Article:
Placing the state in modernity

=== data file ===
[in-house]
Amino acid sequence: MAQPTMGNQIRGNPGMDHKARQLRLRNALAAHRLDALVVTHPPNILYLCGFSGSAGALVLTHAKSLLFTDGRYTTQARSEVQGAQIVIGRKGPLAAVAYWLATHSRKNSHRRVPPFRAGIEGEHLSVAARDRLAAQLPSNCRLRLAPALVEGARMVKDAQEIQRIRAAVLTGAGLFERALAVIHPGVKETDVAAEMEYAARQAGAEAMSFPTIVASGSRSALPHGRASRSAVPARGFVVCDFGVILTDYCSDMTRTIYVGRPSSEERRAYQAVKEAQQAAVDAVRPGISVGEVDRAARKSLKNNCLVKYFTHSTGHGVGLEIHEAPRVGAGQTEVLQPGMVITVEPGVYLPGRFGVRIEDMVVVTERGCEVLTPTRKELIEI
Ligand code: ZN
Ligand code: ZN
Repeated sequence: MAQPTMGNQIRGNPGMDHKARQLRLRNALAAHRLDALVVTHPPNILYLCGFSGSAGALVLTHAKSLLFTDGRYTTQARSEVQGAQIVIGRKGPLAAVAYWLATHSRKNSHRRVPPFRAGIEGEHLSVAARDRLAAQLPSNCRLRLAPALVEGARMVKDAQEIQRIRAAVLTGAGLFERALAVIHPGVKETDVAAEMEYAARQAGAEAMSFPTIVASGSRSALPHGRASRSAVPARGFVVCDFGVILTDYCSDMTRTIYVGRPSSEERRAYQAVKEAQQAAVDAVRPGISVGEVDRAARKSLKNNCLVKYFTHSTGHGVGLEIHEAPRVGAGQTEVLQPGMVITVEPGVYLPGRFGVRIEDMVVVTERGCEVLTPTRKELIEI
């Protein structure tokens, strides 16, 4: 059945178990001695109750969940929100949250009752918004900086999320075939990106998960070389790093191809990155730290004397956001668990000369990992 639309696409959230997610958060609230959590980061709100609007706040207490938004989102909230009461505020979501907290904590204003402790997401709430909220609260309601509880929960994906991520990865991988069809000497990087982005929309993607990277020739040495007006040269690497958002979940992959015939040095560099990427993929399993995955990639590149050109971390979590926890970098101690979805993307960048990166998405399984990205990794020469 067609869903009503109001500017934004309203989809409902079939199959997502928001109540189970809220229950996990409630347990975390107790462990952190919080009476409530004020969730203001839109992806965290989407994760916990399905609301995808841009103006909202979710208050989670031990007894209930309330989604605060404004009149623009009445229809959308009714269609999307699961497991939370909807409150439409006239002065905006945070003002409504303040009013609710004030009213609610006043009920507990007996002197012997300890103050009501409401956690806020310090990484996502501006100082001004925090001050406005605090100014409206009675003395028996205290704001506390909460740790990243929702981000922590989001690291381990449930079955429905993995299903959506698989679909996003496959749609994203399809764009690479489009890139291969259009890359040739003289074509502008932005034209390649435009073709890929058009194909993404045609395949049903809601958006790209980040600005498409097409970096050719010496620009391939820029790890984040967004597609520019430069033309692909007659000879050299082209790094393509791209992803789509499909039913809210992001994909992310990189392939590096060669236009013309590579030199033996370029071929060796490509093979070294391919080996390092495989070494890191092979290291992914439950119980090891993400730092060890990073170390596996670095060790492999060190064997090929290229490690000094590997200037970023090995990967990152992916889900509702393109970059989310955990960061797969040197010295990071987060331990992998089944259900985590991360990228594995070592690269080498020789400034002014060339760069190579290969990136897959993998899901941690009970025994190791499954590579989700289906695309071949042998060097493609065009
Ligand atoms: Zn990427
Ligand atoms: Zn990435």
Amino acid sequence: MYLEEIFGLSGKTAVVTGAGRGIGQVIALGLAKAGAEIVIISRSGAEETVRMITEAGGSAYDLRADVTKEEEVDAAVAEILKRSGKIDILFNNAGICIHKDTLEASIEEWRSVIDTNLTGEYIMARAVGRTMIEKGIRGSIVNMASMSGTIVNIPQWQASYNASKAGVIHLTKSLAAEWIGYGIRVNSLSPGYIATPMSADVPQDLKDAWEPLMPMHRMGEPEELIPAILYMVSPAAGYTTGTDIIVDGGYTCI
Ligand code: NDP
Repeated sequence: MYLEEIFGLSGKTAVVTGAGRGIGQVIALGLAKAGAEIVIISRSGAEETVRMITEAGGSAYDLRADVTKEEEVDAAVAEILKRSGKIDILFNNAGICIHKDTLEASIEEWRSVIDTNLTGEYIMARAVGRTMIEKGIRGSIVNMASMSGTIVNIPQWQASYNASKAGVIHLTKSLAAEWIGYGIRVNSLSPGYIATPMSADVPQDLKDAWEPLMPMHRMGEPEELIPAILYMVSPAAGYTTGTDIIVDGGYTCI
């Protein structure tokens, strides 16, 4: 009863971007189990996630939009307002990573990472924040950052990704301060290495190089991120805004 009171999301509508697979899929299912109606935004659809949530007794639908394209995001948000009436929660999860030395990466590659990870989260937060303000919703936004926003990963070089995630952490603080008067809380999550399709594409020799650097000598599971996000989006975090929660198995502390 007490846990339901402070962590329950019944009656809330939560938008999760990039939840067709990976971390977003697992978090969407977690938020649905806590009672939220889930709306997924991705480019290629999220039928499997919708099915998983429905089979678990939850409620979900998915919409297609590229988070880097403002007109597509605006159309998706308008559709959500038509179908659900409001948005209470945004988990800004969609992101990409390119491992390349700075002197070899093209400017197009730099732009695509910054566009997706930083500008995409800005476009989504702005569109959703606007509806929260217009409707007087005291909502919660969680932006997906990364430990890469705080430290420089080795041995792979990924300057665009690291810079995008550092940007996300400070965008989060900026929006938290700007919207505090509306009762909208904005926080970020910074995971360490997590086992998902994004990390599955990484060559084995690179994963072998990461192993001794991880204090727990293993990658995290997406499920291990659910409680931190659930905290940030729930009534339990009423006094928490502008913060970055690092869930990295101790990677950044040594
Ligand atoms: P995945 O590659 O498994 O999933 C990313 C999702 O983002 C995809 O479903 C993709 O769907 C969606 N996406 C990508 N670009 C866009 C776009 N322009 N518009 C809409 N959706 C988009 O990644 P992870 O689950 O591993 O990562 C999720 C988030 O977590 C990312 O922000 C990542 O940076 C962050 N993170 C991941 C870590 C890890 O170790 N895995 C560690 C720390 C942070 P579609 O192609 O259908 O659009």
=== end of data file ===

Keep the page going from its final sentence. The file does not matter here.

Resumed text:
In the opening pages of this book, I made it clear that I should be concerned, above all, with the state in modern times. In Chapter 1, I dealt with some of the most important organizational and institutional features of this modern state. What I offered was less an explanation of the state’s conduct than an attempt to establish the parameters of what have been seen as characteristically states’ activities. In this chapter, I want to try to refine this understanding by investigating the historicity of the state. The state is not an eternal and unchanging element in human affairs. For most of its history, humanity got by (whether more happily or not) without a state. For all its universality in our own times, the state is a contingent (and comparatively recent) historical development. Its predominance may also prove to be quite transitory. Once we have recognized that there were societies before the state, we may also want to consider the possibility that there could be societies after the state. It may be that, under new circumstances, the state will simply give way to an alternative form of social organization. This has always been the aspiration of philosophical anarchists and various schools of supranationalism. More recently, it has re-emerged in the literature of globalization (discussed in Chapter 6 below).